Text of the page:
Still, when you've got idiot kids who whine when people won't bring them kitchen role to wipe some dirt off their fancy shoes (wipe your own fucking shoes!), maybe that's the way to go. Maybe the complete lack of boundaries that the Brit kids had needed the completely insane levels of parenting that the Americans offered... I think the answer is most definitely somewhere in the middle.

Oh, and despite all the conditioning, the eldest American kid totally oggled the Brit girl's tits when they first met. Rightly so - good on you son!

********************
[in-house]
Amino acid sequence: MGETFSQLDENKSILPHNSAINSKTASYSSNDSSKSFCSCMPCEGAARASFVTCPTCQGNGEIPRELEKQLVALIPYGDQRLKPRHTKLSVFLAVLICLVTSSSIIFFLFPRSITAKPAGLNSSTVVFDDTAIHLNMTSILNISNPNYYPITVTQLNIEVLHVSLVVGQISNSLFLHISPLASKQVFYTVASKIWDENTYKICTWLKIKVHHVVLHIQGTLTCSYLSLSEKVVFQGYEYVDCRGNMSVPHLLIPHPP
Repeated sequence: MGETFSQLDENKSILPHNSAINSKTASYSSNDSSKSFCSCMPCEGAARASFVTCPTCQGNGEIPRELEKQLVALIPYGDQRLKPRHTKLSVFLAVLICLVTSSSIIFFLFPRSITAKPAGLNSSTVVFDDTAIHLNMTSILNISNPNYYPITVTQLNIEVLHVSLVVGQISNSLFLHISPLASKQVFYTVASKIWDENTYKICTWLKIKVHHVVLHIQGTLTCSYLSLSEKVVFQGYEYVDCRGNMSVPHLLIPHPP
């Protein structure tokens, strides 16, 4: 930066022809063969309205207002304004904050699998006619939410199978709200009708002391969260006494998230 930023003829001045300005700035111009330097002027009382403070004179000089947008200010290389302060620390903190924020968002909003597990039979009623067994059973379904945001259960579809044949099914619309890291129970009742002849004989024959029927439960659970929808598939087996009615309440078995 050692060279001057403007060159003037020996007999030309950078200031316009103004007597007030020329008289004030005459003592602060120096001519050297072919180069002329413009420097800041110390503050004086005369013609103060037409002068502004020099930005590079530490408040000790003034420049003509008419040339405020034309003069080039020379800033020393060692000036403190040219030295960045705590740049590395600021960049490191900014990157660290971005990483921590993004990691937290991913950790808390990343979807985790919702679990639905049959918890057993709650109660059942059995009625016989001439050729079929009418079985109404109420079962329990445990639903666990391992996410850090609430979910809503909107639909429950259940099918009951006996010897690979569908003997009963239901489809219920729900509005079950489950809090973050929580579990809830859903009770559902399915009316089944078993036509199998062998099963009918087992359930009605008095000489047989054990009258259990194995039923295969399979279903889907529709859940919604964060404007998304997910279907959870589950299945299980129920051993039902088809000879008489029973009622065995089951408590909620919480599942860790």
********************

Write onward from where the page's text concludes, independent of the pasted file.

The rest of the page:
Monday, 7 September 2009

Making Time For God

Religion is something that I constantly circle as a topic for idle pondering during the day. I was trying to figure out how to articulate how I perceive religion and it's taken a long while but I feel like I'm getting a little closer...

As a basis for for this argument, I should clarify: I believe that much of science (until proven otherwise by better scientists) is fact. Like Bill Hicks, I don't subscribe to the concept that Dinosaurs were put their to test our faith and that God is just fucking with us (and, moreover, that if we happen to believe plausible explanations for the things that are in front of our face, we will burn in hell). The "Creation Science" theory just doesn't hold water - not in the face of overwhelming evidence to the contrary.